What is Mitral Stenosis?
In normal adults, the Mitral valve between the left atrium and left ventricle has an orifice of 4-6 sq. cm. When the orifice is less than half of the normal, blood flow between the left atrium and left ventricle is significantly obstructed. A characteristic finding of mitral stenosis is a localized mid-diastolic murmur low in pitch whose duration varies with the severity of the stenosis and the heart rate. Because it is thickened, the valve opens in early diastole with an opening snap. The sound is sharp, is widely distributed over the chest, and occurs early after A2 in severe and later in milder varieties of mitral stenosis. In severe mitral stenosis with low flow across the mitral valve, the murmur may be soft and difficult to find, but the opening snap can usually be heard. If the patient has both mitral stenosis and mitral regurgitation, the dominant features may be the systolic murmur of mitral regurgitation with or without a short diastolic murmur and a delayed opening snap.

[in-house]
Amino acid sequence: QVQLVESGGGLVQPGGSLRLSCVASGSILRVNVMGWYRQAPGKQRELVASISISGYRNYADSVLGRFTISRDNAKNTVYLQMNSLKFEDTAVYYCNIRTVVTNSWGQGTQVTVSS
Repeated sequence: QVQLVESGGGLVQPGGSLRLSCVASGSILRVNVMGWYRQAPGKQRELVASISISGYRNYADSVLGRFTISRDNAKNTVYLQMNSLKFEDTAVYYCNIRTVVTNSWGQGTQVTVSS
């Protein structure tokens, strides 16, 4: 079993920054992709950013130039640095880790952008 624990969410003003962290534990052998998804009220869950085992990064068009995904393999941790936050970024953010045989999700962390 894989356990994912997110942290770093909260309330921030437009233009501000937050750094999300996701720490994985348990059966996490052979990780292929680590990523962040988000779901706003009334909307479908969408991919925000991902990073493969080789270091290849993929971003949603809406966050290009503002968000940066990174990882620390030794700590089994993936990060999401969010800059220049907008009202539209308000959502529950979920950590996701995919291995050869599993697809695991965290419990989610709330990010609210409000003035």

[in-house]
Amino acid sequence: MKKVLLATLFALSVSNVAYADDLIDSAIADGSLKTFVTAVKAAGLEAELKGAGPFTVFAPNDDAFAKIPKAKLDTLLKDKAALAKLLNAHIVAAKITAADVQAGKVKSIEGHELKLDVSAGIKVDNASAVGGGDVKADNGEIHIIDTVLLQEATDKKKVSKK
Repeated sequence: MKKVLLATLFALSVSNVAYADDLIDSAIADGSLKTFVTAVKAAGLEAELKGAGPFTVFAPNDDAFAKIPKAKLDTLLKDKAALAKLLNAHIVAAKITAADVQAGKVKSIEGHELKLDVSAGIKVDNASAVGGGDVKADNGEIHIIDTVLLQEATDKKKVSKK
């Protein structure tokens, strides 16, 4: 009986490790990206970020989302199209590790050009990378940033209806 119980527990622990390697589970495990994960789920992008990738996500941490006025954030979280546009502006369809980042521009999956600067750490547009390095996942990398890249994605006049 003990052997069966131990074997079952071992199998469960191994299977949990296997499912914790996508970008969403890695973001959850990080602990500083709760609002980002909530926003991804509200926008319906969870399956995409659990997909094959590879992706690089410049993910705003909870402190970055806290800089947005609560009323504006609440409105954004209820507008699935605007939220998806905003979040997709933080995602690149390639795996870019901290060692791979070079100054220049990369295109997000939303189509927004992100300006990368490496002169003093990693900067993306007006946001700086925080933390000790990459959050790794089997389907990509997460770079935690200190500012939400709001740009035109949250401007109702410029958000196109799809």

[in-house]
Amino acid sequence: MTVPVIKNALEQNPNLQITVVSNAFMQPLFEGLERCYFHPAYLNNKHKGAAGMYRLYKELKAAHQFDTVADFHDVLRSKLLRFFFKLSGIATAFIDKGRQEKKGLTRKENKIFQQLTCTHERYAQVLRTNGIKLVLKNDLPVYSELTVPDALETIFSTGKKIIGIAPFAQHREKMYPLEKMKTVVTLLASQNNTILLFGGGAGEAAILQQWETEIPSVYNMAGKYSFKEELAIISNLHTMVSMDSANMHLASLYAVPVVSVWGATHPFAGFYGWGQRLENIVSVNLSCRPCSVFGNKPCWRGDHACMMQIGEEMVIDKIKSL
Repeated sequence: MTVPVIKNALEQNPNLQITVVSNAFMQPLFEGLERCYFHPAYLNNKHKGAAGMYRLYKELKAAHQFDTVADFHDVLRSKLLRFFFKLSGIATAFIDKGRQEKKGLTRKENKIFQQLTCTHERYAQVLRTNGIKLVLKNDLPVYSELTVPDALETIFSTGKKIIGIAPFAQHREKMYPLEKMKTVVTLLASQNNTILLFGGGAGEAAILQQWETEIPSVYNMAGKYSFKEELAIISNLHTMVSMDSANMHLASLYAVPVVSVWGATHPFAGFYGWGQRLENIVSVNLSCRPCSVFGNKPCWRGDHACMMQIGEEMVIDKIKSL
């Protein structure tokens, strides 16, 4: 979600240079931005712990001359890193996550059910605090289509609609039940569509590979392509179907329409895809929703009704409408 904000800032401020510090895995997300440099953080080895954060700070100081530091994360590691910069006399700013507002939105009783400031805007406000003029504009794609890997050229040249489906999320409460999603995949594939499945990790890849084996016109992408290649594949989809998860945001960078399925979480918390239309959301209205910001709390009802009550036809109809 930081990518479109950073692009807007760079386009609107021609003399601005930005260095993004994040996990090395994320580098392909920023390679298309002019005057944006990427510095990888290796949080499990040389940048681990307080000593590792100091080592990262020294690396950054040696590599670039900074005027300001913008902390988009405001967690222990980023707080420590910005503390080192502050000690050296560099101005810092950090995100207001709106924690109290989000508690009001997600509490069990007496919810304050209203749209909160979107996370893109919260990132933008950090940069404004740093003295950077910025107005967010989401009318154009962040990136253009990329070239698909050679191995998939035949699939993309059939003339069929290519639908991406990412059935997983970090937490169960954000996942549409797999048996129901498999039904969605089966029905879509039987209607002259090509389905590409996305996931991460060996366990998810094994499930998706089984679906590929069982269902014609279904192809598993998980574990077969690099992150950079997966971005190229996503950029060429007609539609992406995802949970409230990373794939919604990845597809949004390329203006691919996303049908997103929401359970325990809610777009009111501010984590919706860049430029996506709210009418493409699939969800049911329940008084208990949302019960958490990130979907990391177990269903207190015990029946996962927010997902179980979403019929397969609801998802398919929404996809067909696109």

Treatment of Mitral Stenosis
Mitral stenosis may be present for a lifetime with few or no symptoms, or it may become severe in a few years. In most cases, there is a long asymptomatic phase, followed by subtle limitation of activity. Pregnancy and its associated increase in cardiac output and the transmitral pressure gradient often precipitate symptoms. The onset of atrial fibrillation often precipitates more severe symptoms, which usually improve with control of the ventricular rate or restoration of sinus rhythm.
Clinical Features of Mitral Stenosis
- Adults between 30-40 years of age.
- Patients may be without symptoms.
- As the Mitral valve orifice gets narrower, the patient develops breathlessness, cough, blood in sputum, nocturnal dyspnea, lung edema, irregular heartbeats, cyanosis.
Management of Mitral Stenosis
- Consult a physician.
- Mitral valvotomy (widening of stenosis).
- Mitral valve replacement.